Cambodia: UN expert urges political leaders to urgently return to negotiating table
Wrapping up week-long visit to Cambodia, Surya P. Subedi, the Special Rapporteur on the situation of human rights in the country, stressed that the ongoing political and social tensions have a direct impact on the enjoyment of human rights by all Cambodians.
In statement issued by the UN Human Rights Office (OHCHR), he said that “flexibility on both sides to reach a political compromise is needed.” The country, he noted, “has to begin its reform agenda, including judicial, electoral and parliamentary reforms” as outlined in his previous reports.
The UN expert said his meeting with Prime Minister Hun Sen was “frank, cordial and informative”. He praised the political leader for sending “an important signal to the international community that he is ready and willing to seriously address the human rights issues in the country by extending full cooperation during this visit and engaging in meaningful dialogue.”
He noted, however, that there has been a “worrying change from a tolerant to a repressive response of the Government to public protests.”
Earlier this month, military police opened fire on striking garment workers in Phnom Penh, reportedly killing at least four people. According to OHCHR, the strikes by garment workers pressing for higher wages added fuel to the political demonstrations organized since July by the opposition party to demand the resignation of the Prime Minister and a re-run of the election.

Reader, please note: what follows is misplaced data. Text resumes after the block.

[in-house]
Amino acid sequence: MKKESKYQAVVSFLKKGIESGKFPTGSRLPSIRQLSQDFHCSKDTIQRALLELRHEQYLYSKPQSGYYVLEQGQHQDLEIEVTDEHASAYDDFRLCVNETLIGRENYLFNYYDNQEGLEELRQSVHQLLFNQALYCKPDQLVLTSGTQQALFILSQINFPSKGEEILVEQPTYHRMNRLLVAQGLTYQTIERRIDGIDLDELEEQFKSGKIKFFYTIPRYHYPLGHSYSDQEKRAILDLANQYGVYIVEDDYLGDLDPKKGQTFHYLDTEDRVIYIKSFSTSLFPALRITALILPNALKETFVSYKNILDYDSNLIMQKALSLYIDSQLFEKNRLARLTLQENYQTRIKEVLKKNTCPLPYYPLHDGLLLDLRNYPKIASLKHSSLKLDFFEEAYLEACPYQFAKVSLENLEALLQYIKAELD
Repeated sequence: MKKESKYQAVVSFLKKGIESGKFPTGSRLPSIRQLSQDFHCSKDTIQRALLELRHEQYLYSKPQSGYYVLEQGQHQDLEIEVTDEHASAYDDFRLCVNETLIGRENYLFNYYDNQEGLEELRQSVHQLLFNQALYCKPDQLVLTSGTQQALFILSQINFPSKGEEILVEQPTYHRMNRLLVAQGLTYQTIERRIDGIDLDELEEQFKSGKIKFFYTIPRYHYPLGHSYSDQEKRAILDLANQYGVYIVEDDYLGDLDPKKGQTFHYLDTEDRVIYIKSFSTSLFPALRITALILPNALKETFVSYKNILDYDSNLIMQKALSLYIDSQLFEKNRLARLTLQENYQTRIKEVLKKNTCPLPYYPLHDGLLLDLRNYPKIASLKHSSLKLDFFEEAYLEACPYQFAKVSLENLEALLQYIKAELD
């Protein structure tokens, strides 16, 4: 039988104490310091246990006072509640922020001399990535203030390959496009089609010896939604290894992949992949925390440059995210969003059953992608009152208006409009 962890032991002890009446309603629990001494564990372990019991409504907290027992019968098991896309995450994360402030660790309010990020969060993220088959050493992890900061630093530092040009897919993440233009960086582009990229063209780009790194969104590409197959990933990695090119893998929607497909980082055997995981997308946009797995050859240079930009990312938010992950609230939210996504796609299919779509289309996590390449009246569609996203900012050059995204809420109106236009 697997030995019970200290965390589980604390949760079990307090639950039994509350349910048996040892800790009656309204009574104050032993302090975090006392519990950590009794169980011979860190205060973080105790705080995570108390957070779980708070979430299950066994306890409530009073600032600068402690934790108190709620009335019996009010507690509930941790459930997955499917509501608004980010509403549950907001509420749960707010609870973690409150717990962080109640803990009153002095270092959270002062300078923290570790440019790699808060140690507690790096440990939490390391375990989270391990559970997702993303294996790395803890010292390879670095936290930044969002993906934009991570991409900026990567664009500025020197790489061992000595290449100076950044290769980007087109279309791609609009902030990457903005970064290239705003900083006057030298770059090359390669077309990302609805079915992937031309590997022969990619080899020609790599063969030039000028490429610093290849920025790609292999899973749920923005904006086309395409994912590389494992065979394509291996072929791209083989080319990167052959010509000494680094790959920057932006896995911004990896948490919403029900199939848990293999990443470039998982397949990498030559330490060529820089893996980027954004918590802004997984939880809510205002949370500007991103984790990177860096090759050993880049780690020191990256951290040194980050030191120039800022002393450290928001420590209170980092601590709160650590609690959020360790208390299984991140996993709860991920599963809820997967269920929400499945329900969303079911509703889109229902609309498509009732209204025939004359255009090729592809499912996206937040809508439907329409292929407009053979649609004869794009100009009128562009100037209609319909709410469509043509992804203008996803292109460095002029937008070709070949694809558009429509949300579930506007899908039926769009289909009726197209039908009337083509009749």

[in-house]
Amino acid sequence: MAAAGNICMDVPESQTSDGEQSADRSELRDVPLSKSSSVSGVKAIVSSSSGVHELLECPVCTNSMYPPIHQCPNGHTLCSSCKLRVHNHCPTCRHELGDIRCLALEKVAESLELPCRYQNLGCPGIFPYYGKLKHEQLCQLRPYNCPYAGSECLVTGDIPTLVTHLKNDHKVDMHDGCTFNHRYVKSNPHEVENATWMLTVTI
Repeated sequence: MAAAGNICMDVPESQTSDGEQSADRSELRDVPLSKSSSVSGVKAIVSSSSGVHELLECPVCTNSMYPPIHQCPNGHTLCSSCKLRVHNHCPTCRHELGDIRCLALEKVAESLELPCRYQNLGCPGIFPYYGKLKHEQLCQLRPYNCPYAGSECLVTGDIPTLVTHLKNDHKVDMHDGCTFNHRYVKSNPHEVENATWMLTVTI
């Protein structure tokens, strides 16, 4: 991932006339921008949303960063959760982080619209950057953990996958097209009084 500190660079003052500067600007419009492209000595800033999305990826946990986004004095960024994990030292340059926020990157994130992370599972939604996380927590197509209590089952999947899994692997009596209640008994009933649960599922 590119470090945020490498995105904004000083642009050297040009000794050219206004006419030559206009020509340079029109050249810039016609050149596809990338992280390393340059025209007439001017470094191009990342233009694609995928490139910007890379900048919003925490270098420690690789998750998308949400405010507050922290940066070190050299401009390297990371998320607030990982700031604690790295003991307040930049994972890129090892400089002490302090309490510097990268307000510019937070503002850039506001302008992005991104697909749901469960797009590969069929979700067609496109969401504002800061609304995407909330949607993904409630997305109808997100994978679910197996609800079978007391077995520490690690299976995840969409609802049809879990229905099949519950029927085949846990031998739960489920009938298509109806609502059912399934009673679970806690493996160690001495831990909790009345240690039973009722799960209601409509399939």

Mr. Subedi reiterated today his call on the Government to ensure a “thorough, credible and independent investigation” into the shootings, including who issued them and who carried them out.
The Special Rapporteur, who condemned the violence exercised by some demonstrations, also reiterated that any use of force by the Government must meet the tests of “necessity, legality and proportionality.”
He also urged the Government to overturn the current ban on demonstrations in force since 4 January, stressing that the legal basis and justification for such a ban was lacking.
Among other issues raised during his visit, and in meetings with officials, human rights experts, citizens and others, Mr. Subedi emphasized that the Government must work to ensure that the national minimum wage is set at a sufficient level to provide workers and their families with a decent standard of living, to be reviewed periodically, based on data, analysis and participation, not repression.
Independent experts or special rapporteurs are appointed by the Geneva-based UN Human Rights Council to examine and report back, in an unpaid capacity, on specific human rights themes. Mr. Subedi will present his next report to the Council at its September 2014 session.